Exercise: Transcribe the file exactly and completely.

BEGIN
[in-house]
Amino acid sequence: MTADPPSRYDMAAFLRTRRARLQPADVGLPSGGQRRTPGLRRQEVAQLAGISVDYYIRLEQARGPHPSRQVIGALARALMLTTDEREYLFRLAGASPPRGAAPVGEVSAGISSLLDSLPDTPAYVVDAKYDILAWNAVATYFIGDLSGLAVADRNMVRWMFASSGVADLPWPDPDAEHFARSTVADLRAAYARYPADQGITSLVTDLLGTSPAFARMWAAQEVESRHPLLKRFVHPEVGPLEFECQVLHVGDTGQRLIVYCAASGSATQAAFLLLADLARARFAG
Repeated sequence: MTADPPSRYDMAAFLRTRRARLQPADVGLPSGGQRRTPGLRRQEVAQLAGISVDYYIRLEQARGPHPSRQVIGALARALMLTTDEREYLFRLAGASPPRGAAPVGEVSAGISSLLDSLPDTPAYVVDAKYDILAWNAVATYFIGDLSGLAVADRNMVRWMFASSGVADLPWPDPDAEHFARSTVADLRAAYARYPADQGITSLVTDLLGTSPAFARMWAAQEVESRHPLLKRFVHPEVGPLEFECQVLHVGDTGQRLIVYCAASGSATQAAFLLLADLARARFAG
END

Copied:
[in-house]
Amino acid sequence: MTADPPSRYDMAAFLRTRRARLQPADVGLPSGGQRRTPGLRRQEVAQLAGISVDYYIRLEQARGPHPSRQVIGALARALMLTTDEREYLFRLAGASPPRGAAPVGEVSAGISSLLDSLPDTPAYVVDAKYDILAWNAVATYFIGDLSGLAVADRNMVRWMFASSGVADLPWPDPDAEHFARSTVADLRAAYARYPADQGITSLVTDLLGTSPAFARMWAAQEVESRHPLLKRFVHPEVGPLEFECQVLHVGDTGQRLIVYCAASGSATQAAFLLLADLARARFAG
Repeated sequence: MTADPPSRYDMAAFLRTRRARLQPADVGLPSGGQRRTPGLRRQEVAQLAGISVDYYIRLEQARGPHPSRQVIGALARALMLTTDEREYLFRLAGASPPRGAAPVGEVSAGISSLLDSLPDTPAYVVDAKYDILAWNAVATYFIGDLSGLAVADRNMVRWMFASSGVADLPWPDPDAEHFARSTVADLRAAYARYPADQGITSLVTDLLGTSPAFARMWAAQEVESRHPLLKRFVHPEVGPLEFECQVLHVGDTGQRLIVYCAASGSATQAAFLLLADLARARFAG